Part II, “Ovidian Exile in Modern Prose,” comprises five chapters that review various novelists’ interpretation of Ovid’s exile in their works, starting, however, with Helen Lovatt’s discussion of Thibault’s well-known The Mystery of Ovid’s Exile as a form of sleuthing. This serves as introduction to Lovatt’s further analysis of two “detective novels” that feature Ovid, respectively by David Wishart and Benita Kane Jaro. Next follows analysis by Charilaos N. Michalopoulos of Jane Alison’s The Love Artist, a work that deals less with Ovid’s life at Tomis than (in various flash-backs) with his carefree life before the blow of banishment was struck. Apparently Ransmayr’s Last World pervasively influences Alison’s presentation of Tomis as a place “where anything can happen” (p. 267).
The next three chapters are concerned with the novels of Ransmayr (again), Malouf and Horia, who have widely diverging takes on Ovid’s life at Tomis: Chapters 15, by Andreas N. Michalopoulos on The Last World, and 16, by Ioannis Ziogas on Malouf’s An Imaginary Life, each gives a brief summary of the work and then discusses salient issues. In the final chapter Sebastian Matzner compares Malouf’s Imaginary Life with Horia’s 1961 God Was Born in Exile (translated from his Dieu est né en exil, 1960) showing how each author rewrites Roman peripherals into new, essentially post-colonial centralities. The title of his chapter neatly points Matzner’s assertion that these works allow Rome to be usurped by its furthest outpost as the center whence the “(dis)location of exile” (p. 321) may be viewed: “Tomis writes back …”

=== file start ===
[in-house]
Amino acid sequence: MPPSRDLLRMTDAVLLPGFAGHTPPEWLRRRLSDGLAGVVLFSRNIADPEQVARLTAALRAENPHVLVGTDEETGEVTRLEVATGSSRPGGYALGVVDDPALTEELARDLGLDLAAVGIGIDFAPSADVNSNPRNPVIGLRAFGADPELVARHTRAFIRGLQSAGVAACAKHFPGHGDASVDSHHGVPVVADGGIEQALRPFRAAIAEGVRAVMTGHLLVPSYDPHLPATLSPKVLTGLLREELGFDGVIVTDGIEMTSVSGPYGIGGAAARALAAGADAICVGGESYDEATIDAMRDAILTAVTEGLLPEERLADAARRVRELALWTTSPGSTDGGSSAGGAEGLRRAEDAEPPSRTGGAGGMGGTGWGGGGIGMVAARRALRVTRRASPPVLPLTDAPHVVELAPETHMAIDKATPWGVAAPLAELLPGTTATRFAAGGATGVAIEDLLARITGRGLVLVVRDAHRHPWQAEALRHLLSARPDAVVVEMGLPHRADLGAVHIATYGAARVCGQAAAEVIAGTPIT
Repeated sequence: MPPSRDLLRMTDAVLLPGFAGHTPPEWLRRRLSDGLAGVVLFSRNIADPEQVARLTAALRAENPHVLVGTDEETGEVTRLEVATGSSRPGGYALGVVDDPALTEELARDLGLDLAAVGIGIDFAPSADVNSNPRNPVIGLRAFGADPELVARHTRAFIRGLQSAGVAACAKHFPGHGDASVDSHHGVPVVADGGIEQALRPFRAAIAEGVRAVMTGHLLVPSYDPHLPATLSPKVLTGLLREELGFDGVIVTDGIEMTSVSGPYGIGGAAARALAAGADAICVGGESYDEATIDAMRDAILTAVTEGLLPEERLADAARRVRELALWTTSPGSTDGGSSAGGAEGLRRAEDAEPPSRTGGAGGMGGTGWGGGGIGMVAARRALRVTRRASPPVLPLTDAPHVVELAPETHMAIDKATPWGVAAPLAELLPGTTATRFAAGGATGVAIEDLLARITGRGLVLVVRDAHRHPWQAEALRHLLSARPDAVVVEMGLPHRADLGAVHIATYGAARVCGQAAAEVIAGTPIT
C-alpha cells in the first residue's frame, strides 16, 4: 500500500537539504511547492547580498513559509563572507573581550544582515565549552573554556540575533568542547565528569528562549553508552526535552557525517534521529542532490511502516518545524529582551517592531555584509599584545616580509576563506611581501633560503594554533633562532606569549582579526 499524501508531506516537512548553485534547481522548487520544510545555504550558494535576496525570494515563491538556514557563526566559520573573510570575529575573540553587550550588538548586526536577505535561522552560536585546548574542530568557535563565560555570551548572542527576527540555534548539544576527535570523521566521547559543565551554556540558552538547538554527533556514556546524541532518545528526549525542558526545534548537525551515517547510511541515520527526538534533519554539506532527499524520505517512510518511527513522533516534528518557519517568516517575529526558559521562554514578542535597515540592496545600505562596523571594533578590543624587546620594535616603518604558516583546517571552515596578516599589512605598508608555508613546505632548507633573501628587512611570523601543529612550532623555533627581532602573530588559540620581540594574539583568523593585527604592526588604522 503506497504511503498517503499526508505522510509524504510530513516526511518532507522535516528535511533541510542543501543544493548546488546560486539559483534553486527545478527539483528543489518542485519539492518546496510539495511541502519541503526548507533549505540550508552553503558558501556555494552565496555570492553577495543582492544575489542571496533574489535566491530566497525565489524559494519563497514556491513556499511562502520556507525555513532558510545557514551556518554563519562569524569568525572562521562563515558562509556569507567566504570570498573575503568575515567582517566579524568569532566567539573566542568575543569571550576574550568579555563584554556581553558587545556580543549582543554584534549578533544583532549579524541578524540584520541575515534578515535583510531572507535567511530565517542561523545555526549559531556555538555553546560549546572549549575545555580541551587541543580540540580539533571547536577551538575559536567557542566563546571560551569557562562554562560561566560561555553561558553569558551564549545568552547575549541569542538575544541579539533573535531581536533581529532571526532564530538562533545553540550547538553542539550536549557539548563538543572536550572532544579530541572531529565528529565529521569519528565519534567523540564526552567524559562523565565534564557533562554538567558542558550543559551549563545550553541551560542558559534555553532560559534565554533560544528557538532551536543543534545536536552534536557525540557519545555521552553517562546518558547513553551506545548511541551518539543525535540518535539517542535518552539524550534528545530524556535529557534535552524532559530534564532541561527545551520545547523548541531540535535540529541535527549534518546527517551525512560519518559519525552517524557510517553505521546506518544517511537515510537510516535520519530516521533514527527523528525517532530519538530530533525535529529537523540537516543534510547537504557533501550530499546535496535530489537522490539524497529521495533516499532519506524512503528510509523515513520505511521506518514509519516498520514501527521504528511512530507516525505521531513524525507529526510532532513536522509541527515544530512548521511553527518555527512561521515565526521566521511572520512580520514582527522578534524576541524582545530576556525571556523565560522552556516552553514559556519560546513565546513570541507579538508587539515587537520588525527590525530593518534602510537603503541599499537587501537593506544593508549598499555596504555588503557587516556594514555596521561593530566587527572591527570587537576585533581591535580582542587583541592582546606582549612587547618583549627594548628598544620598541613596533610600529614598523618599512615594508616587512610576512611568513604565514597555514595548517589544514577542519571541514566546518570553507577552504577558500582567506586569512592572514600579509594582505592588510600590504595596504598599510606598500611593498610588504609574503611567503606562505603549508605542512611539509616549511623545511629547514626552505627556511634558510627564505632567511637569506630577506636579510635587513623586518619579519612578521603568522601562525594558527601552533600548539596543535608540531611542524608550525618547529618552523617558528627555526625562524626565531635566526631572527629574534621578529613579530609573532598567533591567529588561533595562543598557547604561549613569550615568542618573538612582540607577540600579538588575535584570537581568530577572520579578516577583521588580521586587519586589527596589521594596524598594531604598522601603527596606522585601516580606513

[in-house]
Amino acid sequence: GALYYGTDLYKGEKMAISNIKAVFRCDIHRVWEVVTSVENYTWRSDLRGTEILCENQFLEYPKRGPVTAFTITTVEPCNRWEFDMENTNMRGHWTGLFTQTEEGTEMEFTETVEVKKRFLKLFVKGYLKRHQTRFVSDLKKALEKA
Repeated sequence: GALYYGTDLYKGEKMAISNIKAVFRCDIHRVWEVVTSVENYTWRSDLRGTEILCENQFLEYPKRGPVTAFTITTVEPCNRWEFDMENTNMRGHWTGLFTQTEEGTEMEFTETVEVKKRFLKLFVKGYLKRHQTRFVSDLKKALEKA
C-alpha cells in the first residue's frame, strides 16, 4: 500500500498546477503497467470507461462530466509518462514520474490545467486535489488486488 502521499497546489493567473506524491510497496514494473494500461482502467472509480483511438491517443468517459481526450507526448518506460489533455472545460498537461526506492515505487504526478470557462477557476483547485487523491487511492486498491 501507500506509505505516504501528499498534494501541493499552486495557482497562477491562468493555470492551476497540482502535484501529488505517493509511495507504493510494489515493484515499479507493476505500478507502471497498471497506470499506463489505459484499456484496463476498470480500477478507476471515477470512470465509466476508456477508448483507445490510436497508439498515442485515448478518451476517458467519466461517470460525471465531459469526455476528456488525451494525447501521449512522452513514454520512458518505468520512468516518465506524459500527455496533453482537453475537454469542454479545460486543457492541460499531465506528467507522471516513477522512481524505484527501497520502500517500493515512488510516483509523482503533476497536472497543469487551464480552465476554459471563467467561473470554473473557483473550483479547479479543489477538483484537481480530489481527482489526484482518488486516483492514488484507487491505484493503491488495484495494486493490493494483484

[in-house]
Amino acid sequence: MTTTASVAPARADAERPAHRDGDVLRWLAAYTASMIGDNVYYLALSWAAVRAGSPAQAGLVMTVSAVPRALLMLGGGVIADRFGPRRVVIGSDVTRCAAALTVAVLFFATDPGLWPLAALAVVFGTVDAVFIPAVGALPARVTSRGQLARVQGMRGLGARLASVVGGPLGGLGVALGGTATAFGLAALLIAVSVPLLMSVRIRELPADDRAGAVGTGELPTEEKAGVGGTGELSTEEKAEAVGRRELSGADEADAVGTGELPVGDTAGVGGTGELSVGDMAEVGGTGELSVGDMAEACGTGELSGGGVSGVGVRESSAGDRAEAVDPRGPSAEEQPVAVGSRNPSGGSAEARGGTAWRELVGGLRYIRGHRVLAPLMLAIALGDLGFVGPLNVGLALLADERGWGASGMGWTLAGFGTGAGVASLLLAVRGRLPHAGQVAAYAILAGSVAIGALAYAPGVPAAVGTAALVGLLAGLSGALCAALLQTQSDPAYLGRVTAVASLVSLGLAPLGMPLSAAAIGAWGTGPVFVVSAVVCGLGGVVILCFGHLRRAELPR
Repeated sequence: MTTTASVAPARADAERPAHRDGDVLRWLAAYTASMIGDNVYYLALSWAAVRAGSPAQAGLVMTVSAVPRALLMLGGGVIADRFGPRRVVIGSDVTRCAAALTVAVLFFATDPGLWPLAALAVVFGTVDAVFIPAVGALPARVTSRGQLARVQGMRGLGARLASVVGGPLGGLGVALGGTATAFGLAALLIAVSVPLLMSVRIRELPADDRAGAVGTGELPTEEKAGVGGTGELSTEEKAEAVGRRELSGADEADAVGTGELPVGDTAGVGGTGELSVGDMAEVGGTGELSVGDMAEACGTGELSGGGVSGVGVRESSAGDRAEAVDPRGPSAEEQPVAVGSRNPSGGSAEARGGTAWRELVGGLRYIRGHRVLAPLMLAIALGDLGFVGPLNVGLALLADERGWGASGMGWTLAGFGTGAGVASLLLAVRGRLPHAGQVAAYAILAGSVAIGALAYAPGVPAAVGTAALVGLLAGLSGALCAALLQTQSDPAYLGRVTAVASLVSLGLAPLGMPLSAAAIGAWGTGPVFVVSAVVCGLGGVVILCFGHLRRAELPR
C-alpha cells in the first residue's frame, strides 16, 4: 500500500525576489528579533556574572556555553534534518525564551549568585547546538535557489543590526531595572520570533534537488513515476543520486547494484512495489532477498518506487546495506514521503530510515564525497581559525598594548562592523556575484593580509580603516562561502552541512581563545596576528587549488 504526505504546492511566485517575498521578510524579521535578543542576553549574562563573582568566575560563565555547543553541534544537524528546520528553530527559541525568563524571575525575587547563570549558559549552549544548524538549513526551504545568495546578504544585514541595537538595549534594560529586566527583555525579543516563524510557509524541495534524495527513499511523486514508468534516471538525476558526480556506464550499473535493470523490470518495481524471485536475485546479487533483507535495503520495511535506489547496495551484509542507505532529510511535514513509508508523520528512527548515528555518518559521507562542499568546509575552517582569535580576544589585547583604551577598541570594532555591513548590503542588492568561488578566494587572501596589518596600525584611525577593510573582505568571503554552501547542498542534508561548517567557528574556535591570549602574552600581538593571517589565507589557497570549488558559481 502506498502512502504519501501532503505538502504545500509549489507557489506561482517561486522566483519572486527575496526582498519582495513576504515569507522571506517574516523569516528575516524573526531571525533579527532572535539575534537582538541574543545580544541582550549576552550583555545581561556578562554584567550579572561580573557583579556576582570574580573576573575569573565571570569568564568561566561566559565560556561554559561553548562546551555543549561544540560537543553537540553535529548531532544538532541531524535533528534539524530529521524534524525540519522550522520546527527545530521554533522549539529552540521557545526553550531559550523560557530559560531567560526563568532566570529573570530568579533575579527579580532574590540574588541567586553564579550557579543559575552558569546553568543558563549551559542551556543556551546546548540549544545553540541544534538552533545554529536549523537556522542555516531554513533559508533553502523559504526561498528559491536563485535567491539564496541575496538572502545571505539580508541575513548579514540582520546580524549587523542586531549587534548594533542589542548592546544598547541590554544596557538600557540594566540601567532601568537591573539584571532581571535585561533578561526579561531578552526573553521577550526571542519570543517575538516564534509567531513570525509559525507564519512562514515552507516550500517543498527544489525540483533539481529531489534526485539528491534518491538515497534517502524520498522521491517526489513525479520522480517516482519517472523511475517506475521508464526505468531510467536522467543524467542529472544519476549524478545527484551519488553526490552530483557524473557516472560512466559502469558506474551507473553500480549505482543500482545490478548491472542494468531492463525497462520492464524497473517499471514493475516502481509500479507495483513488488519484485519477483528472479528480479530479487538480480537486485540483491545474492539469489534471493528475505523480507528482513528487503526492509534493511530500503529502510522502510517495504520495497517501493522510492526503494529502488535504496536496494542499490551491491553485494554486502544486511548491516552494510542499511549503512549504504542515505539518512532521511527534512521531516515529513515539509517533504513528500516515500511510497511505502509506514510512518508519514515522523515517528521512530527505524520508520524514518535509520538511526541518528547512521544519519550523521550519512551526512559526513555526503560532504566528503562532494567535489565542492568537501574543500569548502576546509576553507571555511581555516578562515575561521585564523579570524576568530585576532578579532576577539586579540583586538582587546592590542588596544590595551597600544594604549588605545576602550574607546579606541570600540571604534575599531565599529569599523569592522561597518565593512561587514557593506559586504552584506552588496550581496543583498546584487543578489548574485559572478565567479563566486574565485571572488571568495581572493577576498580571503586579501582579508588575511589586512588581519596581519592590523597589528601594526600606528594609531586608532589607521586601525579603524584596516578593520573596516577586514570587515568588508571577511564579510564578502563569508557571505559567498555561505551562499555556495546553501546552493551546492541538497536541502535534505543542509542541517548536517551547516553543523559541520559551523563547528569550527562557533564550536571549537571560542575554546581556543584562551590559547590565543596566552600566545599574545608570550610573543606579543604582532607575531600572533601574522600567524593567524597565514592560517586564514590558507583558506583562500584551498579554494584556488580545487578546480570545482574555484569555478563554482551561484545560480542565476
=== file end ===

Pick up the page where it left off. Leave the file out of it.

A five-page, double-columned Index facilitates reference. A generous bibliography of twenty-five pages lists all works cited, offering a useful overview of both the latest publications and standard works on Ovid’s exile, as well as critical books and articles devoted to the two-thousand-year panoply of other “exiled” authors and the works of each as discussed. My only quibble regards the dating of the works by these “exiles,” both as listed here and as cited in footnotes, clearly an editorial decision. To read “Milton 1998:4” (p. 87), “Milton 1970:1.3” (p. 88), “Bouffleurs 1998” (p. 157 n. 12), or “[Victor] Hugo 1985a” (p. 173) is jarring to the cognoscenti and confusing to tyros. Harvard-style citation of modern editions of authors from earlier eras should more happily include the name of the editor before the date of such an edition; hence “Milton (Hughes et al. 1970) 1.3” or “Milton (Flannagan 1998) 4.”
However, if ever the concept of each reader’s (re)creating a literary work by the act of reading (and writing about) it needed validation, this useful compendium of readerly and scholarly opinions offers that validation. The Ovidian exile(s) that emerge(s) from these pages are as many and as varied as the sum of the authors discussed and the scholars discussing them, serving to enrich the target reader’s own conception of the first, multi-faceted, star-crossed poet of exile.
A 2,500-year-old statue of a woman from the late Hellenistic period has been unearthed during the excavations at the Metropolis ancient city in İzmir’s Torbalı district.
According to a written statement made by the Sabancı Foundation, new artifacts are being unearthed during the excavation of the ancient city, which has been ongoing for 22 years as part of a collaboration between the Culture and Tourism Ministry, Trakya University, the Metropolis Association, the Torbalı Municipality and sponsored by the Sabancı Foundation.
The head of the excavations, Trakya University Archaeology Department Associate Professor Serdar Aynek, said the headless, dressed, female statue was found buried in the city wall and that the statue reflected the richness and magnificence of the late Hellenistic period in its 2-meter length.